I was happy in my little “suicide shower”, as they are affectionately known, until the shower head appeared to be short-circuiting. It didn’t happen every day, so I didn’t think much of it. Then I noticed the lights flickered when I was showering. So what did I do? Turned off the lights when I showered–obvious, right? Finally, on Friday morning just as I was about to rinse the conditioner from my hair the shower head heater shut off, and didn’t come back on. Later that day, in my broken Spanish I explained to the landlord that it wasn’t working at all anymore. We went back and forth about when they could come and replace it, and when I left Friday afternoon I was pretty certain they were going to come Saturday or Sunday.

Upon my return home I discovered that Saturday the water would be shut off for the whole town of Santa Ana and many of the surrounding areas. What? From 7am-5pm. So, I stored water in nearly every container I could find. Just as I was finishing washing the dishes (with water heated in the kettle) the power went out. Now, this wasn’t a big deal to me, but I was about 20 minutes from attending an open house event where all the students and staff were meant to be sharing desserts in the staff homes all over campus. Luckily, as I arrived on campus the electricity came back on and we had a great night.

Saturday I got a call from the landlord who was making sure I was going to be home (YAY!!) and the guy came soon after to replace the shower head. He had to leave three separate times to get parts, but this morning I had a wonderful HOT shower with my new shower head. Don’t mind the wires…they are covered in electrical tape…That’s safe right?image-3

And in the end, Costa Rica does have a saying like TIA. Costa Ricans say, “pura vida” (simple/pure life), as a greeting, as a way of explaining how one is feeling and as a way of reminding stressed out expats that some things just aren’t that serious. So I will enjoy my cute new neighbors and try to embrace the “pura vida”. image-2

Settling in and exploring

When I learned I would have to find my own place to live here in Santa Ana, I spent quite a bit of time on Craigslist trying to figure out what types of places were available. I quickly realized that it was too difficult to do this because, like the UAE, Costa Rica doesn’t use addresses. So it became very difficult to figure out if “Santa Ana” on an ad meant the center of town or simply in the “greater Santa Ana area”. What I did decide, though, were my requirements for my new place. Here they were/are in no particular order:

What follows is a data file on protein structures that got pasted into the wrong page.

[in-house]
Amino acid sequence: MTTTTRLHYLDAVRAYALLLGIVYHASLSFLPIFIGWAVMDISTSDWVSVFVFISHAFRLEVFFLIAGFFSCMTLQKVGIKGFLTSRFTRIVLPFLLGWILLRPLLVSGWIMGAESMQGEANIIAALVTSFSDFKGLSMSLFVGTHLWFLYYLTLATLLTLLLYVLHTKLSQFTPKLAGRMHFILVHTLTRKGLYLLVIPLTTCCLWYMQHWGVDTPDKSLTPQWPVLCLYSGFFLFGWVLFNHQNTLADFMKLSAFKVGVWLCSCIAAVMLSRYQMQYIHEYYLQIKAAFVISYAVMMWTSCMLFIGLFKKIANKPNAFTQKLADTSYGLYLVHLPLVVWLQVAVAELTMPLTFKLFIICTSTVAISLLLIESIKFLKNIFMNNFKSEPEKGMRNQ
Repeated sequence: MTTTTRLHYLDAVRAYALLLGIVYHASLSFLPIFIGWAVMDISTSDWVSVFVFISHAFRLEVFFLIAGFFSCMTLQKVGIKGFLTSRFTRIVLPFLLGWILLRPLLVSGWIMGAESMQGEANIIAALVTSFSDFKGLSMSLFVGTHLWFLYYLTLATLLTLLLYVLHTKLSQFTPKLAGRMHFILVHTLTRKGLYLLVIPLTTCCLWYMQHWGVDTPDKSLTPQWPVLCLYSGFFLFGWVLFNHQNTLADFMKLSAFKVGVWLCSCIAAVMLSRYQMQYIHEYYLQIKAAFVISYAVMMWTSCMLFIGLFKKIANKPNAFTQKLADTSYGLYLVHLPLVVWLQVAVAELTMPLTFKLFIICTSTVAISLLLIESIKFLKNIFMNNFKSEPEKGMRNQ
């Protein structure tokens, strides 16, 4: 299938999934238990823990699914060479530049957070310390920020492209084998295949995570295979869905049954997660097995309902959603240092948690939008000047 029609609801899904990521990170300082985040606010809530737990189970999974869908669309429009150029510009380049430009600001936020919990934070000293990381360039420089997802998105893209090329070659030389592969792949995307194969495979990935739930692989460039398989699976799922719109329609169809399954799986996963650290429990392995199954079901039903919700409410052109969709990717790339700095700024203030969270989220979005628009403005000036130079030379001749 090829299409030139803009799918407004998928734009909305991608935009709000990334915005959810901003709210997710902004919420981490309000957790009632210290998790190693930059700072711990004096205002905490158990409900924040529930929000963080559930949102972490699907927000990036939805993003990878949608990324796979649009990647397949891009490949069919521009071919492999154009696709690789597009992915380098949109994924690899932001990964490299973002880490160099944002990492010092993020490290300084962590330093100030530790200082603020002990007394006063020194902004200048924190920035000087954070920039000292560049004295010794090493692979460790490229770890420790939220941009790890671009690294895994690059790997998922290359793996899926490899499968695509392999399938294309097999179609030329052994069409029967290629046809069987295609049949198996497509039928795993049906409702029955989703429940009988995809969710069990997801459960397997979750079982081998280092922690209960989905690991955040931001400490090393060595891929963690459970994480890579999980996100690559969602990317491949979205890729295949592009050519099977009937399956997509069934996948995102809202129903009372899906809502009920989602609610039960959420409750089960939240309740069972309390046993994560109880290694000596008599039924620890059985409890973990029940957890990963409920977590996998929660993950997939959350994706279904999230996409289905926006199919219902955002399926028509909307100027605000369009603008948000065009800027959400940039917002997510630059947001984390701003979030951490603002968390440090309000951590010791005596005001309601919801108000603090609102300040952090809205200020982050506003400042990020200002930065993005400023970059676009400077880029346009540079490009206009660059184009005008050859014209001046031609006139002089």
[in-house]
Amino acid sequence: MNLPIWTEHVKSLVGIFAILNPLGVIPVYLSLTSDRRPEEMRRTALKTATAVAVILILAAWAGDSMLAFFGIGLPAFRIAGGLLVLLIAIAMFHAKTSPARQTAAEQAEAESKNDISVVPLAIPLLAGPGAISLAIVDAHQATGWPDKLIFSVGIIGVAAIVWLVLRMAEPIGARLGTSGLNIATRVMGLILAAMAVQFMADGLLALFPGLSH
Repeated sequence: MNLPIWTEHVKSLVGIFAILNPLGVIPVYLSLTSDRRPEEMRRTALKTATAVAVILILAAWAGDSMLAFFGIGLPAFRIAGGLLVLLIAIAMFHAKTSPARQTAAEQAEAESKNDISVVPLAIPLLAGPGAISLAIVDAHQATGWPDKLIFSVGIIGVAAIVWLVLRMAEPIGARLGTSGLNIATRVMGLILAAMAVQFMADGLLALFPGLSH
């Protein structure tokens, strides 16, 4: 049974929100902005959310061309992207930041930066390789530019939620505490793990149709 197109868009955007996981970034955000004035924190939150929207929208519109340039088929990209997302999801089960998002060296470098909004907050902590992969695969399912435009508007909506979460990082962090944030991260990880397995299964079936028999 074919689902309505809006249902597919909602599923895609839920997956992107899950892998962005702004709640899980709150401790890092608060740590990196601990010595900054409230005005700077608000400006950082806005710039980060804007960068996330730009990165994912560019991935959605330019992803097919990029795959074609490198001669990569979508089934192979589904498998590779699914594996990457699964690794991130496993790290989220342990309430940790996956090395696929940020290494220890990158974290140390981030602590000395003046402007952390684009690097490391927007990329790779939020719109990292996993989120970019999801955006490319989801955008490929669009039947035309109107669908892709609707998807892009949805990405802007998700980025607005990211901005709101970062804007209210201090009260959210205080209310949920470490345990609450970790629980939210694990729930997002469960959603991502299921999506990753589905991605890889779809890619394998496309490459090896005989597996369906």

• Must have outdoor space for eating, working, relaxing, etc.
  • Must have good natural light and cross-breezes
  • Must have own washing machine (not shared)
  • Must be within walking distance of the school and a grocery store

After looking at a few places that didn’t really suit me very well for a variety of reasons (one was literally just a large room with the shower and toilet on a outside patio) we visited a place just outside the school doors that in the end I decided to rent. I am currently sitting on my back patio enjoying the nice weather and distant mountain views while I write this. Here are some pics of the new place:apartment living room kitchen

Friday was my first national holiday in Costa Rica and the start of a three-day weekend. Since the school was closed on Friday, they had a mini-celebration for the holiday on Tuesday. Friday was Mother’s Day and the school did an excellent job celebrating all the mothers who work there. They provided a special meal, gave roses to all the moms and even had a mariachi band come in and perform during lunch. mariachi

On Thursday the school again provided a celebration, this time to celebrate the coming school year. They took us all out to a traditional Costa Rican lunch of casado and cas. Casado is a dish composed of rice, beans, plantain, salad and your choice of meat. It is very, very good. It will probably become comfort food for me! Cas is a fruit, from the guava family,  that they make into a pulpy drink. It has a unique taste that is between sour and bland, not bad, just different. Sorry I didn’t get any pictures, I was too busy chatting with my new coworkers.